Professors, students to visit Ghana through Fulbright grant
Culture, oral history, social justice and human rights will be the focus of a month-long visit to the West African nation of Ghana this July, funded by a Fulbright-Hays Group Project Abroad grant. Teachers from Phoenix elementary and high schools will join faculty members and students from Arizona State University’s West campus for a seminar that aims to document “Stories from the Other Side.”
“The ‘other side’ refers to those left behind when family members were taken away in the slave trade,” said Duku Anokye, associate professor in ASU’s New College of Interdisciplinary Arts and Sciences. “The experiences of slaves have been documented by many scholars, but it is much more infrequently that we hear the stories of how slavery affected the families, the economies, and the societies from which the slaves were taken.”
Anokye will be joined on the seminar by fellow New College faculty member Charles St. Clair and Les Irwin, a native of Ghana and a professor in ASU’s Mary Lou Fulton Teachers College. “This trip will substantiate my experience with indigenous cultural groups that I infuse in my multicultural course for future teachers,” Irwin said.
Five students from New College’s master’s degree program in social justice and human rights also will make the trip, along with four teachers from Betty H. Fairfax High School and another from Starlight Park Elementary School.
Seminar participants will learn from renowned international scholars about topics including the legacies of past and present slavery in Ghana; links between Ghana and the Americas; and education, culture and shrine life in Ghana. They also will study Akan Twi, the most dominant language spoken in Ghana other than English; visit arts and cultural centers as well as slave castles; interview families about their memories of the slave trade from centuries ago; and interview non-governmental organizations working to end modern slavery (human trafficking) in Ghana.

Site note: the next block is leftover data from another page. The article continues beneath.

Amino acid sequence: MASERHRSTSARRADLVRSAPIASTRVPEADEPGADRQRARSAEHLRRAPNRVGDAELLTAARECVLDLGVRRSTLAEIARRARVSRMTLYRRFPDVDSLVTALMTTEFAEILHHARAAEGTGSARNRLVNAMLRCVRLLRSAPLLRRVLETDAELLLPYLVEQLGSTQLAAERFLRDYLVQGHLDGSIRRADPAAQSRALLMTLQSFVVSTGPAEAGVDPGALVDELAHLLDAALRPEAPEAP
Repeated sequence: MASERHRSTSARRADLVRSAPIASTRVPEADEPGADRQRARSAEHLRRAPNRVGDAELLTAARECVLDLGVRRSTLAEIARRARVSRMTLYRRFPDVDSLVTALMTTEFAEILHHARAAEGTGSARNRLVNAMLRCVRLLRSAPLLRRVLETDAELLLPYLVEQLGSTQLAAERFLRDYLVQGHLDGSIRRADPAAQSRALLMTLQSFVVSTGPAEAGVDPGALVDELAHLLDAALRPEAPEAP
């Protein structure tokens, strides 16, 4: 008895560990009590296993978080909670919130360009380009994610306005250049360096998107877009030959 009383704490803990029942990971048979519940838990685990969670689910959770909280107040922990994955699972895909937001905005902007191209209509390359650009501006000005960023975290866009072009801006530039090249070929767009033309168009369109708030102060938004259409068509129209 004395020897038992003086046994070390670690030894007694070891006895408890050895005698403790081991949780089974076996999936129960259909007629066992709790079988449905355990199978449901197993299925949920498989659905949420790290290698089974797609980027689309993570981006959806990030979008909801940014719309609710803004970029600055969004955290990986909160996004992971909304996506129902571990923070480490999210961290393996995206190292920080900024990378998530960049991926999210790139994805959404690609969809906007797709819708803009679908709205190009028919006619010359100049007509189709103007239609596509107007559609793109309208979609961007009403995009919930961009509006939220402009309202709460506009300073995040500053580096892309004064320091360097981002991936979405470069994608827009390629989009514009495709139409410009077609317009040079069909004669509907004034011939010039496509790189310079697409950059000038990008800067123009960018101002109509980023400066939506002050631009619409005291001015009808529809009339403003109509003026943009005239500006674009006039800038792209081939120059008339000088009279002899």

Upon their return to Phoenix, participants will develop K-12 curriculum materials, a monograph and a documentary video based on their research.
“This project represents an opportunity to touch lives for many generations to come,” said St. Clair, who will lend his years of experience in film and television production to the documentary project. “The K-12 teachers joining us on the trip will devise curriculum materials that they not only can teach first-hand but also share with colleagues in their own districts and others.”
“Not only do I get to visit another continent and learn about its history and culture, but I also get to work and play with its people and then come back and share it all with my students,” said Bettina Bennett, a journalism teacher at Fairfax High School. “It’s incredibly cool that I’ll have the chance to connect real-life people to ‘global awareness,’ a term students read a lot about. I also get to prove that you’re never too old or too poor to get out there and learn more about the world, and in essence yourself.”
Once the documentary about the seminar is complete, it will be available in a web-based video conferencing site being developed by the master’s program in social justice and human rights. Also included on the site will be links to lectures from the prominent scholars who will address seminar participants, and curriculum modules to be used with the documentary and lectures.
The trip will provide a deeper understanding of the connections between human slavery from centuries ago and modern-day slavery, an issue of great concern to students in the master’s program in social justice and human rights. The students have made contact with four non-governmental organizations working to combat modern slavery, and plan to make personal contacts with those organizations during their month in Africa. “I look forward to gaining more insight into human rights issues while exploring the world,” said Paul Bork, a student in the master’s program.
Anokye, who has been making trips to Ghana since 1971, said she is particularly enthused about the opportunity to document oral histories of families in Ghana.
“It’s a common practice for Ghanaian families to recall and recite their histories going back more than 400 years,” said Anokye, whose research focuses on African Diaspora orality and literacy practices, folklore, discourse analysis, and oral history with a specialization in Ghanaian culture, religion, storytelling, and dance. “All of the participants in the seminar are committed to extending what they learn from this trip to their educational institutions and the wider community when they return to Arizona. So we will spread these family stories to future generations on multiple continents.”